Security Watch Letter: The Bad Bagles Keep on Coming

W32/Bagle.AD-mm arrives via e-mail and wants to litter your system with infected files. Learn how to toast it. Plus: Backing up the Registry is Easy and Necessary

When Uncle Sam says you might want to change browsers, it gets peoples attention. In recently updated United States Computer Emergency Response Team (US-CERT) vulnerability note #713878, one of the recommended workarounds for the rash of Internet Explorer flaws is to use a different browser. This recommendation may be preaching to the choir after months of IE flaw-preying Trojans and viruses. Shortly after Microsoft issued a configuration change last week to patch a database module flaw, eWeek reported that a Dutch security hacker announced yet another flaw in IE, this time in the Shell.Application component. No attacks have been documented, but as weve seen before, it is only a matter of time. One way to thwart such attacks is to turn off scripting and ActiveX. However, as Larry Seltzer in his eWeek column says, "Scriptless IE is not worth it".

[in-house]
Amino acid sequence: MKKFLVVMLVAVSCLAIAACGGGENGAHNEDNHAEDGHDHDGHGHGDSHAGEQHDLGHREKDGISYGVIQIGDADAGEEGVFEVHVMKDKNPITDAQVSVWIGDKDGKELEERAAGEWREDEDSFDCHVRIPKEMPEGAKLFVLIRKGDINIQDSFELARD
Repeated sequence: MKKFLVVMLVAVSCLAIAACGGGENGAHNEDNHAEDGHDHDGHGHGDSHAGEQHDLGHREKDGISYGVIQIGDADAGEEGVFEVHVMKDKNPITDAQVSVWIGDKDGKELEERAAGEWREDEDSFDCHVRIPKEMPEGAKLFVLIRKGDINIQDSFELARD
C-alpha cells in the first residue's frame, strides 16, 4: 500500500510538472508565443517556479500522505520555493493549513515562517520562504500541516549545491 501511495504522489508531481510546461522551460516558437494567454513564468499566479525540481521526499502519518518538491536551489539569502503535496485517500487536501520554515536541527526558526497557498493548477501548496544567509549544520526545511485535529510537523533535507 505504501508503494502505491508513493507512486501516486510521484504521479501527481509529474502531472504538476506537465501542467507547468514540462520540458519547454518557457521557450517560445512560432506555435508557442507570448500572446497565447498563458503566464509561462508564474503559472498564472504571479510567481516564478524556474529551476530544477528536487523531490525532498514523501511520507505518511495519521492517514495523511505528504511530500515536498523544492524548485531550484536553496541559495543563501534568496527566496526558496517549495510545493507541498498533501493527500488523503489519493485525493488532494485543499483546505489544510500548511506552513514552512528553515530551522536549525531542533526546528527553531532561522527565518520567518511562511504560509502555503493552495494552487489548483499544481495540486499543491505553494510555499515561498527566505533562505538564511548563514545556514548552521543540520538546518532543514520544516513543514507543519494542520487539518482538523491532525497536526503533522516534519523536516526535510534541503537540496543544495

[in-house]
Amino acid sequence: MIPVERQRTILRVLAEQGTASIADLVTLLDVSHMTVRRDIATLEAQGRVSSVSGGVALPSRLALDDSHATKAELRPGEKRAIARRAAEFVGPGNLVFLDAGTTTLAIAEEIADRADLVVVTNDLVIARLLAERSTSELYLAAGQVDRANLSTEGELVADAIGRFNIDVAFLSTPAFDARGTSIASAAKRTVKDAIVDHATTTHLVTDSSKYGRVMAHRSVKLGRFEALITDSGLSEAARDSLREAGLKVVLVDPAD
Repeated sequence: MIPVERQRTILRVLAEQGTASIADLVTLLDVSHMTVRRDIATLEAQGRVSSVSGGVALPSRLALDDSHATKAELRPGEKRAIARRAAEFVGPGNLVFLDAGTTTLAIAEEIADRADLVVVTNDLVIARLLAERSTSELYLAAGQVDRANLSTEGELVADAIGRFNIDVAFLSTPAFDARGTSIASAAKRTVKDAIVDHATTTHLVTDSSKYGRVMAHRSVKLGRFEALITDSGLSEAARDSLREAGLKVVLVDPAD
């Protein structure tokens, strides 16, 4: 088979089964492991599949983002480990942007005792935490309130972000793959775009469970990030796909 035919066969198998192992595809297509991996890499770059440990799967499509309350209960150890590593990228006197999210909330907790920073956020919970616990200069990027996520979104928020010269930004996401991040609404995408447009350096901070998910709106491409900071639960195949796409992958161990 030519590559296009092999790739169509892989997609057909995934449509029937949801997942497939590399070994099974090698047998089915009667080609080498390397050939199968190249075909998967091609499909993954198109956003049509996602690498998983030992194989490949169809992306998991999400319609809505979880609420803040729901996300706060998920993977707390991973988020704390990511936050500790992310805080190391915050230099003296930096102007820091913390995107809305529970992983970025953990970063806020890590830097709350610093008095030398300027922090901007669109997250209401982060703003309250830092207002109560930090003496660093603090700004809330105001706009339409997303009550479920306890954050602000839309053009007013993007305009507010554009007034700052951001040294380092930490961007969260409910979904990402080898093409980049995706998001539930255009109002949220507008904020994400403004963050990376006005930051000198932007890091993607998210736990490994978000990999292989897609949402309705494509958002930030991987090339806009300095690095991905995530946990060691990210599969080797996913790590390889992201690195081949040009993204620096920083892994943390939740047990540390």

A new Bagle variant is making the rounds. Discovered July 5th, this weeks top threat, W32/Bagle.AD-mm has earned a medium threat severity level from several antivirus vendors for its high distribution and damage potential. Bagle.AD, similar to Symantecs Beagle.Z, spreads through e-mail as either an executable or a password protected zip file. Like previous variants, this Bagle attempts to remove Netsky infections, as well as stopping security and antivirus applications. See our top threat for more on this potentially prolific worm.

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